A Critical Field
This question of a possible habitus of the critical is interesting, to the extent that it is certainly possible to observe social phenomena suggesting that social circumstances tend more to be reproduced than altered in a certain gesture of critique, and that social inequalities may even be more reinforced than resolved. This includes the ongoing boom of a vague “criticality” as cultural capital within broad sections of pop culture and the art field, such as pop stars ingratiating themselves with radical political movements or rampant culture-critical rhetorics of loss and downfall. Even the acute interest in conspiracy theories tends to indicate more of a surplus than a scarcity of critique, because their problem consists specifically in generating “more” critique than is good for rational insight. It would undoubtedly also be possible to cite contrary examples that indicate a withdrawal of critical positions in neoliberal times. What interests me here, though, is not an unequivocal culmination of a diagnosis of the times, nor an evaluation of Bourdieu’s engagement, but rather the question of how critique can be founded at all, and if it can be founded, whether it must include habitual aspects, because it is not even thinkable as a pure form. As a specific moment of theory intentionally tending towards practice, but without having arrived there yet, critique is consistently articulated from a precarious, intermediate or “undisciplinary” state, which makes the respective historical conditionedness – whether of a social, cultural or directly political nature – most clearly visible. By introducing horizons of value, making contexts speak or suggesting practical consequences, critique transgresses the logic of pure theory. It is no wonder then, that it easily becomes entangled in a mesh of opinions. As a cultural and/or political form, it seems to me in any case that it cannot be purely theoretically grounded, just as little as its practical equivalents can – from grumbling to outrage all the way to engagement. In other words, critique itself has to live with a quantum of contradictoriness and ambivalence; it is not per se on the right side. As a cultural and political form it necessarily remains debatable. Yet perhaps this is also exactly where its chance is to be found.
The question that follows from this is whether a principal distinction can be made between these kinds of cultural forms of the critical and stringently theoretical or academic critique, or even between the “scholastic” rhetorics as an academic form of critique and research that is close to practice, empirical and reflexive. Bourdieu even seems to want to intensify these kinds of principal distinctions, when he presumes a kind of unified truth regime, a “doxa”, behind the whole scholastic intellectual, moralist universalist and aesthetic illusion, the unmasking of which he ascribes to himself again and again with a “critical sociology”. As important as these individual points of critique may be, it ultimately still remains unclear at the theoretical level, to what extent a program of this kind is supposed to differ from a purely field-specific positioning. If critical or political positionings can never be strictly and categorically distinguished from field-specific positionings, then consequently it would seem that critique cannot be conceived theoretically as an unequivocal endeavor either. It is the differentiation into different, often contradictory cultural forms, practical modes of articulation, and statement positions starting from the different fields that would first allow a separate field of critique to emerge, which requires more thorough investigation.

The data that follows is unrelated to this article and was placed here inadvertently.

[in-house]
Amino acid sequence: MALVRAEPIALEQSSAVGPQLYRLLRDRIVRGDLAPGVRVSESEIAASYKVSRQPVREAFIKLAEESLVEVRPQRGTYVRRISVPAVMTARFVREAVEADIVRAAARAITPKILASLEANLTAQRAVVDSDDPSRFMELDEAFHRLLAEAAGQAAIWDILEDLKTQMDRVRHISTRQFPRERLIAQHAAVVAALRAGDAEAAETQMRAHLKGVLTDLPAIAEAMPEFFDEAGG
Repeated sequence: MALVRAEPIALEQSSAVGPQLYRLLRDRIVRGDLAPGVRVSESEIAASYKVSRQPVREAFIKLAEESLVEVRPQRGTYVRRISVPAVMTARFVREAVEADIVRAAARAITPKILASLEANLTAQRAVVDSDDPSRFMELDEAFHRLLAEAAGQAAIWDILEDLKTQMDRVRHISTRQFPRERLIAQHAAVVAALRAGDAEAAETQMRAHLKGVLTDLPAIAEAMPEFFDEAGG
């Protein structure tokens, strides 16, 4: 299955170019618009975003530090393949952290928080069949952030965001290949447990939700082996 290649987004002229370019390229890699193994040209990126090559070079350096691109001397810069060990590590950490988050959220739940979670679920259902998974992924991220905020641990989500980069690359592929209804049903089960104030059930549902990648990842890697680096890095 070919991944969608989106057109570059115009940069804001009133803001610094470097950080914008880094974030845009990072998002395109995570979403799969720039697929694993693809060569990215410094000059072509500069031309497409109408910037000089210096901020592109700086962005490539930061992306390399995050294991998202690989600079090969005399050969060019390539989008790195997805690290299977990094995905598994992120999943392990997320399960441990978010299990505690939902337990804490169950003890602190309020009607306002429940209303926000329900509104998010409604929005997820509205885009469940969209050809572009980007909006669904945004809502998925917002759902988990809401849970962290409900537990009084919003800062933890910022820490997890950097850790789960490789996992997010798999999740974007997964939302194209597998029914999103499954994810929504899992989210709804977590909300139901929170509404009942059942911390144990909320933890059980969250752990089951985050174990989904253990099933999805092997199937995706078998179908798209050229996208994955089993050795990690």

A Sociology of Critique?
Luc Boltanski’s turn against Bourdieu in the 1980s could serve as a starting point for this kind of investigation. As Jörg Pottast summarized the conflict:
“For Bourdieu’s critical sociology, self-deception was said to be the precondition for the possibility of social order, whereas the sociology of critique purportedly took processes of critique as an internal moment of social order, therefore striving to develop possibility conditions of critique. Boltanski recommends stopping the study of the ‘illusion per se’ and investigating the ‘accusation per se’ instead. This corresponds to his conviction that we do not live in a society of illusion, in which the social order is based on the active self-deception of nearly all its members, but rather in a ‘critical society’.”
In his investigation of public accusations in letters to the editor to the newspaper Le Monde, Boltanski called for making explicit the notions of social justice at the theoretical level, on which both critical sociology and every social outrage are based, as well as focusing attention on the more uncanny forms of the critical, such as querulousness, in which the habitus of the critical shows itself from its more unpleasant side. Both suggestions seem important to me, although not sufficient as a foundation for a sociology of critique. Nor has a sociology of critique really been presented in the meantime. It would be needed, however, to address phenomena such as those described above of a “mainstreaming” of critique, generally its various cultural forms (such as literature and art criticism, artist critique, cultural or social criticism, abut also everyday criticism in the form of a know-it-all attitude and querulousness), including their different value horizons. In addition, there are also the problems that have increased in recent years, arising from the contradictions inscribed in the project of enlightenment itself, when social, gender, ethnic or sexual differences no longer appear in a minoritarian unified and principally parallelizable perspective, but are instead prioritized or even oppositionally positioned individually. This applies not only to dubious manifestations like the homophobic black rapper or the conservative German politician proceeding against migrants with an Islamic background in the name of women’s rights, but also to the question of whether the uniformity of the “struggle” against all forms of social discrimination is not itself based on a generalization of a victim position, so that the multiple entanglements of social actors in respectively other forms of discrimination are overlooked.